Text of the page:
birds. . .

Spring Migration- Southern Minnesota, Midwest Flyway

The Spring migration is always exciting in Minnesota. Not only does one look forward to having the birds return, but one is very happy to know that winter has left. My "snow sign" is the Dark-eyed Juncos. When they arrive, snow is not far behind; when the last one is gone, warm days are certain.

2005
Note: I am going to begin including more on the weather because it is changing and seems to be affecting both the regular and migrant bird visitors. There seems to be fewer of the House and Gold Finches at the feeders. I have been spotting hawks occasional and hear reports of more predator birds being spotted within the town. Used to see them only in the farming country surrounding us.
March
With a winter of little snow, a warm spell in March brought enough of a spring-like spell that allowed me to plant the cool weather crops in my vegetable patch a month early. However, no robins returned with it. Instead of my usual early bird robin yelling at me from the window sill asking for raisin, on Easter Sunday, March 27th, an entire flock arrived amid a slush and rain storm. It is the first time I have seen them arrive in a flock. On the 28th I heard the first Eastern Phoebe calling but did not see it. The rest of this week brought the Kiinglets which arrive here before the warblers.
A big, nearby evergreen that was a bird favorite, blew down this winter. I'm sure it will somewhat change the scene in my garden. However, other neighboring young evergreens have reached "nesting" size. Should be an interesting year for nest watching.
April
Weather returned back to winter cold but with only minor snow flurries.
1st Week: Many Juncos left during the first week with a few stragglers remaining. White throated Sparrows are coming.
2nd Week: Warblers returned. I can hear them but have only seen the Yellow Throat and the Black Throated Blue.
3rd Week: Last of the Juncos left. Starlings are building a nest in a eave fascia opening. There seems to be fewer of them every year. Neighbors have spotted a Bald Eagle at a local lake. There were elusive sitings last summer but am hearing more frequent reports this spring. Some thought they had seen a nest in the adjacent wooded park.
4th Week: No new sitings. Hear the White Throated Sparrows. It is still very cold, into 20s overnight
May
1st Week. The wren returned Friday. The Brown Thresher was digging through garden mulch Saturday morning. It finally warmed this week and more garden planting is happening, still early for Minnesota.
2nd Week:

2004

February
A Merlin Falcon has been stalking my back yard, which is a bit farther North than his normal range. I first spotted him about 8 feet from my window sitting under the bird feeder tree. Several times later, I have seen him scope my bird feeders from nearby trees and occasionally from my back yard gate arbor.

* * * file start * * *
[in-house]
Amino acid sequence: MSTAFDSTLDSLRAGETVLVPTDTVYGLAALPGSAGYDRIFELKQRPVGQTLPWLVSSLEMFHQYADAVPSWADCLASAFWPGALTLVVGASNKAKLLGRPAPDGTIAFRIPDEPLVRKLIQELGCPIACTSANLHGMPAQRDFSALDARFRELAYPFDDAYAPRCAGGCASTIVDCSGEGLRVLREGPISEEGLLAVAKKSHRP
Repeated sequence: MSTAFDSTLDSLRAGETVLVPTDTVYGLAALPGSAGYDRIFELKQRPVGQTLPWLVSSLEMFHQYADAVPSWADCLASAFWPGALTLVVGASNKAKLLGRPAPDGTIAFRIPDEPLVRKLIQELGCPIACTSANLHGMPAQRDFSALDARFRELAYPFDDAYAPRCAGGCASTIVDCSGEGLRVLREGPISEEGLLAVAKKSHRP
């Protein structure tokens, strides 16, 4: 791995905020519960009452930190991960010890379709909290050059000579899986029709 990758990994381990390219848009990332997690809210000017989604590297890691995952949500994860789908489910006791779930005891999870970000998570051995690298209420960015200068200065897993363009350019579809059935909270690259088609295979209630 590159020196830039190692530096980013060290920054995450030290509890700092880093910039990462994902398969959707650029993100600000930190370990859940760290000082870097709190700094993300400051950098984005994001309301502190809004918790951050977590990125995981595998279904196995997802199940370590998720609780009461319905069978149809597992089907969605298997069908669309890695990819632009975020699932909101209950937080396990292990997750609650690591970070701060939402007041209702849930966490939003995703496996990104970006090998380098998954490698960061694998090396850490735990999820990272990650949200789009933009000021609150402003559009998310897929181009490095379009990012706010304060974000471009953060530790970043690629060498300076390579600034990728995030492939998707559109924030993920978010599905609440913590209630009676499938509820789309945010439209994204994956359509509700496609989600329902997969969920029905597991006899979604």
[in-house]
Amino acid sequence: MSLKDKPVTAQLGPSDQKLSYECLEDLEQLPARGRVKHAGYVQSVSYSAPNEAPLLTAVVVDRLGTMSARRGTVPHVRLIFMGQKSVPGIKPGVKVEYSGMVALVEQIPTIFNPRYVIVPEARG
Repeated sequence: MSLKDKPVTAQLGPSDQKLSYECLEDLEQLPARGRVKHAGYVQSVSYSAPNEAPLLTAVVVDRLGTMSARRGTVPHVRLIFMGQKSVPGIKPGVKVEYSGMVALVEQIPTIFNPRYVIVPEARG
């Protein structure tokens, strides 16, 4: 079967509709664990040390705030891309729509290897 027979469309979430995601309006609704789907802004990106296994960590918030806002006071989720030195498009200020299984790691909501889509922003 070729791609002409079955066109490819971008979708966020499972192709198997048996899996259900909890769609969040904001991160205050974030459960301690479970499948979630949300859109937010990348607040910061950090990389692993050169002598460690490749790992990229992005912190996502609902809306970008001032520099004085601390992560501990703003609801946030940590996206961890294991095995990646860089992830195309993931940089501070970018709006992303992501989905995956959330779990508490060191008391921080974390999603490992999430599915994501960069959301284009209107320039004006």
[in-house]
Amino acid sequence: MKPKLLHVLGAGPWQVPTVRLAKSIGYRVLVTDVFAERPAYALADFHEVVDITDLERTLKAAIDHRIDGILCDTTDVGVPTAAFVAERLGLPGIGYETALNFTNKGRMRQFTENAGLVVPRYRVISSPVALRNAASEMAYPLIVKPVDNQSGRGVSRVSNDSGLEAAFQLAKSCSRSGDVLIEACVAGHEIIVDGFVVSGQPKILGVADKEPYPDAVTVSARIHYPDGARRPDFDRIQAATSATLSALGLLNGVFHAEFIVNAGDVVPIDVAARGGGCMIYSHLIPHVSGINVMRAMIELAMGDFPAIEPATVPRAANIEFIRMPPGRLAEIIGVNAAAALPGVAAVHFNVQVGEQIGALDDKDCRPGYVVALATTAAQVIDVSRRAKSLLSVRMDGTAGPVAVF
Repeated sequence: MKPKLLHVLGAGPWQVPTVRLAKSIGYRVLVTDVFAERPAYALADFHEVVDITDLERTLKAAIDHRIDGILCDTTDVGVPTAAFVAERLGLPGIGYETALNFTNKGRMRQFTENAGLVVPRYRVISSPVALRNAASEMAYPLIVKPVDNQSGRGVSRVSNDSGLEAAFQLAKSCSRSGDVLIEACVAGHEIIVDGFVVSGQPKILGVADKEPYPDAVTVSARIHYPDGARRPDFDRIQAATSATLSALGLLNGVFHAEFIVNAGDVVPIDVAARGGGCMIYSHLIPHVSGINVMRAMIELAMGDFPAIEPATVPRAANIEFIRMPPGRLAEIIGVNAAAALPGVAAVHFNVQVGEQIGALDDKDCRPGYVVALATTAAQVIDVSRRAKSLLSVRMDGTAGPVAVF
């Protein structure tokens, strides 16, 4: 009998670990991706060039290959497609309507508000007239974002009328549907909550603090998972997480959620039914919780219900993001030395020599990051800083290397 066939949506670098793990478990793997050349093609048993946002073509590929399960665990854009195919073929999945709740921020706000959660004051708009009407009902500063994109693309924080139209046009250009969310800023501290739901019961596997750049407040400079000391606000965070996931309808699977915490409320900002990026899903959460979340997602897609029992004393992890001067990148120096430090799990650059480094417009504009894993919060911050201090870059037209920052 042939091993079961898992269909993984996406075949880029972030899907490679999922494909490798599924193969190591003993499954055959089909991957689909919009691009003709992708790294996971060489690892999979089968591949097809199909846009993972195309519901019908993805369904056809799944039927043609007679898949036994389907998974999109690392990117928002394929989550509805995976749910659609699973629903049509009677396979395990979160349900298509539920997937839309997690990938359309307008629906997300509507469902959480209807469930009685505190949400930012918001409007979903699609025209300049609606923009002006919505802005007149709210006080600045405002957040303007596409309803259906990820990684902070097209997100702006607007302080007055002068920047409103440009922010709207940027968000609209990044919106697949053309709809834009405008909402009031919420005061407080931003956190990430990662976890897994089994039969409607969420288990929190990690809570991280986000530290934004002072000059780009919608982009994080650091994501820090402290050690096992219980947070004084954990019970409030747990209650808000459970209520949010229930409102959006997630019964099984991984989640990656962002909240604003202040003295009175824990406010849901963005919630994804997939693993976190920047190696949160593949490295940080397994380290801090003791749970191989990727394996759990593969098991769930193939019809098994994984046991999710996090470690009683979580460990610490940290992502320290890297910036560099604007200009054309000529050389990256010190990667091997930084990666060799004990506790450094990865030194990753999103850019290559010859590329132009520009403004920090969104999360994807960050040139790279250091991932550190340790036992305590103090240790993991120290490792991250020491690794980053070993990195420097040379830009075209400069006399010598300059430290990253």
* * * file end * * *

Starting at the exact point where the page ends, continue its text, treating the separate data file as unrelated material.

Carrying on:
--3rd week: Although we still have snow and cold, is seems the junco are already leaving. This usually doesn't happen until all the snow has melted.

--4th week: We are having above normal warm weather, 20's to occasional 30's for highs, and the snow is beginning to melt. Weathermen say this week will end in rain. I have seen no Junco's this week and assume they have gone North. Usually my raisin eating Robin arrives before the Junco's go, but I have yet to see him. Last year he announced his arrival by landing outside my kitchen window during an ice storm. I hear the Cardinal's mating call and suspect the female is already nesting. Some of the house finches and sparrows have begun carrying dried materials and one pair is building on top of a birdhouse.

March

Note: 2003-2004 has been the saga of feral cats in my yard. That is a story for another time. With help from the Human Society, live trap use and a too kind heart, the situation in the garden is much improved. Two now watch the birds looking out through the window. Obviously, watching for birds migrations was greatly hampered.

2003

March

2nd week: There are fewer Juncos this week, but the weather is still freezing and there is snow on the ground.
March 17th: I heard the first Phoebe singing loud and clear this morning. He arrived with our spring thaw which began the 14th, and not a moment too soon for someone suffering with severe cabin fever.
3rd and 4th weeks: Saw the Phoebe catching insects in the garden. Robins are back and the familiar ones are waiting at the window sill for their raisins. Yellow throats are flitting about the shrubbery and trees. Juncos are definitely gone.

April
2nd week: Had much rainy and cloudy weather.
Difficult to see when birds arrived, however, on the first clear day it appears all the warblers and finches have returned. There are few white throated sparrows, but many less than in years past. Also seems to be fewer black birds.
3rd week: Have not seen the oven bird this spring but did spot a Wilson's warbler for the first time in my garden. He hung around for several days, but have not seen him since. Spotted an oriole in the trees and put out the nectar feeder. This is very early for him.

It has been much too gloomy this month to take any photos.

May
1st week: It appears all migrating birds are where they plan to be for the summer. With a very chilly, wet and gloomy spring plus a surplus of feral cats in the neighborhood, observing this migration has not been very successful. I focused more on handling the cat problem. Several went to the Human Society and two became residents in my house. They seem to be adjusting to becoming "inside" kitties, however, I moved one feeder away from the window. Perhaps later the birds will learn that the cats cannot get through the glass. The cat saga is another story that may one day show up in the Gardener's Journal.

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Copyright© 2004 Bristen

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